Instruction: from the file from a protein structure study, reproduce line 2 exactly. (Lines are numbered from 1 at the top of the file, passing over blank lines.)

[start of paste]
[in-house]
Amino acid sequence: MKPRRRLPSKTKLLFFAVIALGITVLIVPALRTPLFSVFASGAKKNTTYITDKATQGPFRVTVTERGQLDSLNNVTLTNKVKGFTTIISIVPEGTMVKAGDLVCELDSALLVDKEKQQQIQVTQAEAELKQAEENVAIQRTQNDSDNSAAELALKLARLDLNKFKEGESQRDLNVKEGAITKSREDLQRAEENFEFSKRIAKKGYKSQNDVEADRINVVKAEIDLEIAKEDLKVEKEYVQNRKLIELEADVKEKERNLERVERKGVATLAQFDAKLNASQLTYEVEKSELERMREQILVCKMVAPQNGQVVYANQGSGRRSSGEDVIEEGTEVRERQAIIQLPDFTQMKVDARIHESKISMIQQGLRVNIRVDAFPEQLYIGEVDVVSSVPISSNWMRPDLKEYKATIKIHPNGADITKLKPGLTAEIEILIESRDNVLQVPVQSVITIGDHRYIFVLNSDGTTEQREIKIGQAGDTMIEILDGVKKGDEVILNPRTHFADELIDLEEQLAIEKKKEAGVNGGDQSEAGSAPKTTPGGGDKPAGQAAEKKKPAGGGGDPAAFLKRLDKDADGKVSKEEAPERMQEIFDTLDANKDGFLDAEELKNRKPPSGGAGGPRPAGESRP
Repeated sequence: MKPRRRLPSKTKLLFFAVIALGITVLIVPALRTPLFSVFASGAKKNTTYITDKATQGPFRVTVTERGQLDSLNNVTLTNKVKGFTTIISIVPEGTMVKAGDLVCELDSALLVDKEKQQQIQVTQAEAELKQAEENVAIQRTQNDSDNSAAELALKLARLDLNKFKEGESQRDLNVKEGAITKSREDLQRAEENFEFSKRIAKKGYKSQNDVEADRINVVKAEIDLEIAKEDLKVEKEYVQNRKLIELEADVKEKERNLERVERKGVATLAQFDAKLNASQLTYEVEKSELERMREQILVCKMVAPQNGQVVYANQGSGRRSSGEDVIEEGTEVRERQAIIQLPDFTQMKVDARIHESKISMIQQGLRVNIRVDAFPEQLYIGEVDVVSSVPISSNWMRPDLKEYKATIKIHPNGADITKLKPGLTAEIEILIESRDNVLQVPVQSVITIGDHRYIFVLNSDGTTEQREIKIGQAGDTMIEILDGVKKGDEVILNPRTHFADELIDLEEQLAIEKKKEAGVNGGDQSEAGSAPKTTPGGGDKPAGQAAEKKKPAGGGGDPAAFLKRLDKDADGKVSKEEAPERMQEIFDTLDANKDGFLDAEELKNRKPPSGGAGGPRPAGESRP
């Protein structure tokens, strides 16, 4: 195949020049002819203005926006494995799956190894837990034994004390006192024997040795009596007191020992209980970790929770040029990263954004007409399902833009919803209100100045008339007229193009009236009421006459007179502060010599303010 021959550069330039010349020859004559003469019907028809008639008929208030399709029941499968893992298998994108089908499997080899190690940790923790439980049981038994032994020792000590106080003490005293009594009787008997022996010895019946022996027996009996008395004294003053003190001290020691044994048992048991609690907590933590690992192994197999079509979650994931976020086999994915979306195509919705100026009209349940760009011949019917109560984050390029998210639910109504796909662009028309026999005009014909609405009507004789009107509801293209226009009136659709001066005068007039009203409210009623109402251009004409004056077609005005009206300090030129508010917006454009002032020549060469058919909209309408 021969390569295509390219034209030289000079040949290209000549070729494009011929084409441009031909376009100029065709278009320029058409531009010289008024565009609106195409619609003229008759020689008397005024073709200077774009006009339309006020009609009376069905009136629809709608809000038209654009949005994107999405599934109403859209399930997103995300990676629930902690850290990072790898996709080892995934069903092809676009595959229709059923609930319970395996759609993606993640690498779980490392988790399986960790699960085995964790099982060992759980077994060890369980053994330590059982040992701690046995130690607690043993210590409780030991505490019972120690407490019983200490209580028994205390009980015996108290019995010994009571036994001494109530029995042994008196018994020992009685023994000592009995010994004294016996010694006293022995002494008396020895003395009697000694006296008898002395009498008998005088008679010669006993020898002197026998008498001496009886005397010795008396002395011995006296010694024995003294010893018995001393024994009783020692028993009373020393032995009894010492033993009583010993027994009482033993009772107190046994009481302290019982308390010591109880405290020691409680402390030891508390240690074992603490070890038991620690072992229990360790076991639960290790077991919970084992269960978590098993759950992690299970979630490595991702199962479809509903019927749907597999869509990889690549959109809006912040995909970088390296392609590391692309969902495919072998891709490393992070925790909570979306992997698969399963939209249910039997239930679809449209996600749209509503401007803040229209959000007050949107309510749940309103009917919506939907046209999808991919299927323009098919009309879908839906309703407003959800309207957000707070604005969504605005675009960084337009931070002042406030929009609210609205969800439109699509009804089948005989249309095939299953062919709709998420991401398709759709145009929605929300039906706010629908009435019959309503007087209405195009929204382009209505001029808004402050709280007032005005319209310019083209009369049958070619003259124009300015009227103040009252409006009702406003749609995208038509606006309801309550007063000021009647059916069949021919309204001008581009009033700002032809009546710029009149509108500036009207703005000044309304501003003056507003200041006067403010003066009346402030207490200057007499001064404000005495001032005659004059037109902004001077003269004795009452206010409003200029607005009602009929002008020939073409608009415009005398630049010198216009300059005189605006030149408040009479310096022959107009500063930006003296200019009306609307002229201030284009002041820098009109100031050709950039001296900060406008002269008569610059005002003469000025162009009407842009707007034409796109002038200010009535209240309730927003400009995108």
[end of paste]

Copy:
Amino acid sequence: MKPRRRLPSKTKLLFFAVIALGITVLIVPALRTPLFSVFASGAKKNTTYITDKATQGPFRVTVTERGQLDSLNNVTLTNKVKGFTTIISIVPEGTMVKAGDLVCELDSALLVDKEKQQQIQVTQAEAELKQAEENVAIQRTQNDSDNSAAELALKLARLDLNKFKEGESQRDLNVKEGAITKSREDLQRAEENFEFSKRIAKKGYKSQNDVEADRINVVKAEIDLEIAKEDLKVEKEYVQNRKLIELEADVKEKERNLERVERKGVATLAQFDAKLNASQLTYEVEKSELERMREQILVCKMVAPQNGQVVYANQGSGRRSSGEDVIEEGTEVRERQAIIQLPDFTQMKVDARIHESKISMIQQGLRVNIRVDAFPEQLYIGEVDVVSSVPISSNWMRPDLKEYKATIKIHPNGADITKLKPGLTAEIEILIESRDNVLQVPVQSVITIGDHRYIFVLNSDGTTEQREIKIGQAGDTMIEILDGVKKGDEVILNPRTHFADELIDLEEQLAIEKKKEAGVNGGDQSEAGSAPKTTPGGGDKPAGQAAEKKKPAGGGGDPAAFLKRLDKDADGKVSKEEAPERMQEIFDTLDANKDGFLDAEELKNRKPPSGGAGGPRPAGESRP